by Nancy Seeger
Having a healthy website doesn’t mean increasing your intake of green veggies, time spent at the gym, or even counting calories. Whew, did I have you worried there for a moment? Having a healthy website is more about keeping it secure from all the nasties out there such as malware, hacks, and viruses.
If you are an active blogger, you might have noticed WordPress has done several small updates lately. While the “Mobilegeddon” change has grabbed the majority of headlines, what you might not be aware of is a quiet war being waged in the web industry. This is due to a newly discovered vulnerability found in many things you use for your WordPress website.
Keeping Ahead of the Marauding Hordes – Security Threats
On April 20, it came to light that 17 top-used WordPress plugins had the Cross-site Scripting (XSS) vulnerability that would allow hackers to take advantage of your website. Some of the more popular plugins include WordPress SEO; All In One SEO; JetPack; Google Analytics; Gravity Forms, etc. Additional plugins have also been discovered since then having the vulnerability, even WordPress itself.
But don’t worry, I’ve got your back! There are some nifty steps you can do to keep your website healthy from XSS and other threats. It’s just like updating any software and getting a few tools; it just needs some attention on a regular basis to keep things humming along!
The Green Veggie Steps for Healthy Websites
- Offsite Backups. When a malware attack, server crash, or simply a plugin conflict that brings the “white screen of death,” you will need to restore your website to an earlier version. Don’t count on a web host to do backups, most do not keep much beyond 24 hours (if they even do backups). Use VaultPress or Backup Buddy for daily backups of your website (to an offsite location). Peace of mind!
- Use Strong Passwords. Top listed reason for hacked sites – weak passwords. Your business name with a number or two is easily hacked by automated scripts to your WordPress login page. Oh, and if you have “admin” for your user login – you are very vulnerable. Use a strong password you don’t use anywhere else (use LastPass or 1Password to track passwords.)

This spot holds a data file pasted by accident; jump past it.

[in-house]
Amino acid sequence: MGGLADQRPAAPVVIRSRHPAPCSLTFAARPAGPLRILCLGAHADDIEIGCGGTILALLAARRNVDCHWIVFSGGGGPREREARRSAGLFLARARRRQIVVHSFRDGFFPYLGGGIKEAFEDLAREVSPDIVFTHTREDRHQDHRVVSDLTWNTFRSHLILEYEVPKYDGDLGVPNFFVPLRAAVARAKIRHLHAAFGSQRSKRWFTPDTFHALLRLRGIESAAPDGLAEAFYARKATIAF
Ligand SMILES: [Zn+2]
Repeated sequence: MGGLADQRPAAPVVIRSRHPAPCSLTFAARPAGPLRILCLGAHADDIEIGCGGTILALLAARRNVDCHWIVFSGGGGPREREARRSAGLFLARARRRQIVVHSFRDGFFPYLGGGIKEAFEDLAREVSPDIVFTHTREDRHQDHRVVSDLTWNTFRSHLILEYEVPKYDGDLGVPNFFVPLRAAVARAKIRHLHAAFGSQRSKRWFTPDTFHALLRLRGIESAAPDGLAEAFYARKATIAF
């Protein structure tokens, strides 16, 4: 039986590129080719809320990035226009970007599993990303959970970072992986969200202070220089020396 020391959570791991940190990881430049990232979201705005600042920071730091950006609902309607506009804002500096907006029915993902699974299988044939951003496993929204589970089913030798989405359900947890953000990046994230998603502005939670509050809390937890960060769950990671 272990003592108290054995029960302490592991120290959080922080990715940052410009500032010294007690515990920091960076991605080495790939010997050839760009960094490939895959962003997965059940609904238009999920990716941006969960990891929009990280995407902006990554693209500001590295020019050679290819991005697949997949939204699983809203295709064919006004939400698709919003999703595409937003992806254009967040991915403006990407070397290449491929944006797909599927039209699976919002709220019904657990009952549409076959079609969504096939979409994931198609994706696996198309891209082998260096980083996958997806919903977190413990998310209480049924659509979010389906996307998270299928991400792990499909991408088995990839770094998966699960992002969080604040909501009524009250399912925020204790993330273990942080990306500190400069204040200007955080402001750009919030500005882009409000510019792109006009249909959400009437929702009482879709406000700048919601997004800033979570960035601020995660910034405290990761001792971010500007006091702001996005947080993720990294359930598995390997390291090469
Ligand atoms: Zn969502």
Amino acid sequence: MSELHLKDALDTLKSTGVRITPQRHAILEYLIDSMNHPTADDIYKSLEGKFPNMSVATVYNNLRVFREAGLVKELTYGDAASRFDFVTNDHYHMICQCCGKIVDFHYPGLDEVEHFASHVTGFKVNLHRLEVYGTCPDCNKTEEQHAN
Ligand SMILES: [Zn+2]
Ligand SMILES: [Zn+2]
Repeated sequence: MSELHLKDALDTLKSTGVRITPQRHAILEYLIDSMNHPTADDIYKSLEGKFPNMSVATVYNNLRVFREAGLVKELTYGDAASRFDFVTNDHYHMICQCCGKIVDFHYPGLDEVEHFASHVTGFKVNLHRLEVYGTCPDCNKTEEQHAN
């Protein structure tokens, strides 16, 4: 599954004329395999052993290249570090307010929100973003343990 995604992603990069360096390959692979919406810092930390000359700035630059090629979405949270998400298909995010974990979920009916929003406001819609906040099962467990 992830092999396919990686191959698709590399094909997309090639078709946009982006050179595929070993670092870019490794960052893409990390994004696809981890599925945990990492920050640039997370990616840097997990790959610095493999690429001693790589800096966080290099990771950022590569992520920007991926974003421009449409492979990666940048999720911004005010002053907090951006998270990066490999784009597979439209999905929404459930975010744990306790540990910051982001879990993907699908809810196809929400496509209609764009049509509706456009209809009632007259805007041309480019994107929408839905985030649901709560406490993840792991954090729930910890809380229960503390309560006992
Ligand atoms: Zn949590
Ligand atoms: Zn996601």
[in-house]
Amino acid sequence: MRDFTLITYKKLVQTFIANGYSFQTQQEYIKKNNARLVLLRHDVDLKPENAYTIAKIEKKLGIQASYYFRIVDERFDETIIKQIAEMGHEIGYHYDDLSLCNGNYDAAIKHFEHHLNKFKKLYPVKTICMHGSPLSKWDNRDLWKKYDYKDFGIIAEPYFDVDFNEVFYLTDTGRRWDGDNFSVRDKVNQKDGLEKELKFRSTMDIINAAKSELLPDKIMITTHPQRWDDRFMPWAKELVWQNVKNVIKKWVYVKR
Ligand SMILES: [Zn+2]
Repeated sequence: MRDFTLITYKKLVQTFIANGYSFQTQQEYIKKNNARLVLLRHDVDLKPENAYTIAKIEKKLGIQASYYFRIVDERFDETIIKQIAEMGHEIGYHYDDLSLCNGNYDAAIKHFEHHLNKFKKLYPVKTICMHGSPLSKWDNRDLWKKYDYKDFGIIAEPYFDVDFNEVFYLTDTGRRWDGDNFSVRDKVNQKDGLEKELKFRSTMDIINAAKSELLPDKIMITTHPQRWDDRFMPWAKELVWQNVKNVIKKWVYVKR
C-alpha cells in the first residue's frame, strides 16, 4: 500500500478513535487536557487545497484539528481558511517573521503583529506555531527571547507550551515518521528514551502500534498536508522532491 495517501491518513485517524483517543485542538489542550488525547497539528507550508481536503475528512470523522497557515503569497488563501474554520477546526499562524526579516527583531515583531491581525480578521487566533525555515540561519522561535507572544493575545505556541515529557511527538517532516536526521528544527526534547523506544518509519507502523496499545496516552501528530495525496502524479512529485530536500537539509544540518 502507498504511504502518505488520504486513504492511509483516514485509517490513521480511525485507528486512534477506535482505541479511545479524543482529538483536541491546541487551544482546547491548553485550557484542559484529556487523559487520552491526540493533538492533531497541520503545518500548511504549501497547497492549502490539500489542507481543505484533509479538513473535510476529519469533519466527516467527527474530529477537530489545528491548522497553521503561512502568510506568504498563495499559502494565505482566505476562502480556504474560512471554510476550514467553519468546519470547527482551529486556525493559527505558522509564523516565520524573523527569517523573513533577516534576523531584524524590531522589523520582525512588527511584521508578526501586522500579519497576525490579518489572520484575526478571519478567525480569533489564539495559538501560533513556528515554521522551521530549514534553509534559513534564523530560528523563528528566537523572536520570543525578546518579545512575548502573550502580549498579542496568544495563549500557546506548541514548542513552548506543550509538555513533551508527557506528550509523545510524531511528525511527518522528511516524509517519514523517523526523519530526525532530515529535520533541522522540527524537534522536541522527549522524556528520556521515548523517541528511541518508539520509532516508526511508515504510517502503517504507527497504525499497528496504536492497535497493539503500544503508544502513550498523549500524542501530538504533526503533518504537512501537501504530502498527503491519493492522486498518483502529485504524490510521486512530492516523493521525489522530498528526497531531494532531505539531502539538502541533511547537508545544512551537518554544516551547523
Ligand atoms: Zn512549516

- Update Your Plugins Regularly. When a security issue or bug is discovered, many developers are quick to get a fix out. Backup your website and then update your plugins. Check weekly for updates.
- Update WordPress. Most updates to the third-digit release (for example the release change from 4.2.1 to 4.2.2) are security fixes, and you want those. Recent versions of WordPress have automated updates turned on for these minor updates by default. Occasionally there are plugin conflicts after a WordPress update; this is one of those times a daily backup is helpful to restore an earlier version of your website.
- Security Tools. Although the above steps will be a big help, it isn’t going to cover everything. A good security plugin like WordFence will help (but turn off live scanning, it eats up server resources.) I highly recommend signing up for Sucuri’s malware protection service, should disaster strike, they can fix your site and scan for malware (paid version).
Those are the basic steps to keep your website humming along! What steps are you doing to keep your website healthy and secure?
Want more tips? Read about more security plugins.
Nancy Seeger is based just outside of Washington DC in Virginia but still thinks of Michigan, her birth state, as home.
For Nancy, it has always been about the audience. First as a professional musician, then as an orchestra manager learning how to engage the public with marketing campaigns, even when websites were still considered optional.
After leaving orchestras, Nancy realized her passion for web design. She spent two years taking classes to hone her skills while working with her first client, a GRAMMY artist. Currently, Nancy’s web design firm, Arts Assistance, creates sites for a variety of industries. Nancy believes it’s about connecting with the audience and blogs weekly, sharing website tips for businesses. She is a strong advocate of design as part of the marketing toolkit.
When not buried in Photoshop or code, Ms. Seeger thinks being green is buying a fancy espresso machine to cut out daily trips to Starbucks. Because she can’t live on espresso alone, she also loves drinking green smoothies (with her latté of course). Is there any better way to start the day?